Budgetary allocations are among the largest and most well-suited mechanisms for financing adaptation activities in Africa. A UNDP report in 2017 found that African governments are already spending a considerable share of their budget on adaptation. The study takes an approach of calculating total weighted adaptation expenditure using standardized Adaptation Benefit Share (ABS%) value applied across all countries. The ABS% reflects the proportion public expenditures that relate to adaptation, rather than routine development. The study estimates that for 42 African countries where data was available, the total weighted adaptation expenditure was around 0.18% of GDP, and the unweighted expenditure was around 3.4% of GDP, both higher than the share of adaptation finance received from international donors. The report also noted that this level of expenditure meets around 20% of the total adaptation need, leaving an overall gap of 80% while some vulnerable countries face a gap of more than 90%. The study emphasizes that the share of 20% is disproportionate to the share of GHG emissions of African countries and calls for a boost in global investments in Africa.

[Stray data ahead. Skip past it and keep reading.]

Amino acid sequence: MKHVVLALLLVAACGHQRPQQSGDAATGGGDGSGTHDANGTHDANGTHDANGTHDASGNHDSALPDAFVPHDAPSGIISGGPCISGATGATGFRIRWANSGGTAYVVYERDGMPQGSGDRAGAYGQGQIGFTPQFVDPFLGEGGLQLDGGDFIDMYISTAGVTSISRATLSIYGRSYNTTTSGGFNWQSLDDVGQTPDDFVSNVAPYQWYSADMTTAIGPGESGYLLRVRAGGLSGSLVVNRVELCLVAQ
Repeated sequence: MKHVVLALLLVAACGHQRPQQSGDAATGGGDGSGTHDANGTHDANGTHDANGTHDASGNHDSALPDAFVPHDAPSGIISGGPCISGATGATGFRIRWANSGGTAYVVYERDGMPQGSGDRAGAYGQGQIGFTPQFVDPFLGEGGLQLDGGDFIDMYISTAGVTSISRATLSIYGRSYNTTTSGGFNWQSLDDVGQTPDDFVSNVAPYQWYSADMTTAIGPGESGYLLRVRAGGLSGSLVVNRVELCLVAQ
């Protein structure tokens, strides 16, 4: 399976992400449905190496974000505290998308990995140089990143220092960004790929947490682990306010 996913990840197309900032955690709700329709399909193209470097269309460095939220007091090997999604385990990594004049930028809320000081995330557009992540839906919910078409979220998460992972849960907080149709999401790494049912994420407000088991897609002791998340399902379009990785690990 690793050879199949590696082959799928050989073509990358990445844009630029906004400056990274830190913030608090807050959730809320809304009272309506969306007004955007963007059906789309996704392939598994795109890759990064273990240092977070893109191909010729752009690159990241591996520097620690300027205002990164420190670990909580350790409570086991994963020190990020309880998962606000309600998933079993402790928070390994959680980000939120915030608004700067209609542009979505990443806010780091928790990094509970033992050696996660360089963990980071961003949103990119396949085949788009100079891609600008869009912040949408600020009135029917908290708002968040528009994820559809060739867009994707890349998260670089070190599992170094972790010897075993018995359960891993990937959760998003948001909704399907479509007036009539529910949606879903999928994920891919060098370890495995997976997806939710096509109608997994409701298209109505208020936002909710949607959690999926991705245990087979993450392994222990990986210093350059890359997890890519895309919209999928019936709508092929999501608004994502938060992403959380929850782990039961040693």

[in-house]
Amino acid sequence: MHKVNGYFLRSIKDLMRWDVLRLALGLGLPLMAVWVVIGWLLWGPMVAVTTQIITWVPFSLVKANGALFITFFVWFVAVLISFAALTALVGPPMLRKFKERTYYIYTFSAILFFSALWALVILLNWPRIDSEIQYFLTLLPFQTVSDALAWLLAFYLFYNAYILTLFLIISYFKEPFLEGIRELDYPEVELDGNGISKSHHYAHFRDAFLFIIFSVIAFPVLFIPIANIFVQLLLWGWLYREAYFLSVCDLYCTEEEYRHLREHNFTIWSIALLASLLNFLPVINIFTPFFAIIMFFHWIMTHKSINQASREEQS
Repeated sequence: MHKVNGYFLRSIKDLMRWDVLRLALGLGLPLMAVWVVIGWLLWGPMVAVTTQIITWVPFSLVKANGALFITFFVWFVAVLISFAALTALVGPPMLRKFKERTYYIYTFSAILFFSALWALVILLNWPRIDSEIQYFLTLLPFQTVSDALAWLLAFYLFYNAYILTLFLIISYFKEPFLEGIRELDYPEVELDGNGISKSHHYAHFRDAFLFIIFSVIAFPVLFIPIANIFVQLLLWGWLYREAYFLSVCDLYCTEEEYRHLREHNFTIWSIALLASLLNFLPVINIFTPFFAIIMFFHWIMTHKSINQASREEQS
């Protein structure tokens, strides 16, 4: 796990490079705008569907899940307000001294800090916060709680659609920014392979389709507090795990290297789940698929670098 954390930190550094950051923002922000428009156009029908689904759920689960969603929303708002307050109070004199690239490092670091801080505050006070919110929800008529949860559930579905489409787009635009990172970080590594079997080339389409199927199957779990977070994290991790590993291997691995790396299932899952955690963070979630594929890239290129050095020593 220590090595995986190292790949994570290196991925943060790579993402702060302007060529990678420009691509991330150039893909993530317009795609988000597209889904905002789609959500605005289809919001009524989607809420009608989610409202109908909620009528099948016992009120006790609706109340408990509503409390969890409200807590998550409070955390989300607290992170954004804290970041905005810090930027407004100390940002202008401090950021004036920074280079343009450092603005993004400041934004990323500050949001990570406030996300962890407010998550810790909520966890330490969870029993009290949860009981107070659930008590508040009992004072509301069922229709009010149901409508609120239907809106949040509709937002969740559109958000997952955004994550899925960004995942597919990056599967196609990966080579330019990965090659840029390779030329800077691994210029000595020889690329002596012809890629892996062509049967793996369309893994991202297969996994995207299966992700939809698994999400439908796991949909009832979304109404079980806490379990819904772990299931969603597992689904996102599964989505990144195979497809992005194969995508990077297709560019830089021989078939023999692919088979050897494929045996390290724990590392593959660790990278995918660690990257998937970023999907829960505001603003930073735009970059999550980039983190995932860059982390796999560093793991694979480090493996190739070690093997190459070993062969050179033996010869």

A recent CPI report, The Landscape of Climate Finance in Kenya, finds that in fiscal year 2017-2018, the Kenyan government disbursed USD 700 million in climate-related development expenditures, of which 30% (USD 200 million) were spent on solely adaptation sectors, and an additional 20% (USD 140 million) for activities with dual mitigation and adaptation outcomes. Approximately USD 110 million was tracked in the water and wastewater management category, followed by agriculture, forestry, land-use, and natural resources (USD 50 million), disaster risk management (USD 18 million), and health (USD 16 million).
Similarly, the South African government accounted for USD 640 million, or 15% of the tracked disbursements in the South African Climate Finance Landscape 2020 for fiscal year 2017 and 2018. More than 80% of these direct South African Government disbursements were focused on adaptation and dual benefit sectors. The water conservation, supply and demand sub-sector was the second-largest recipient for adaptation finance, averaging USD 90 million annually or 30% of tracked adaption finance.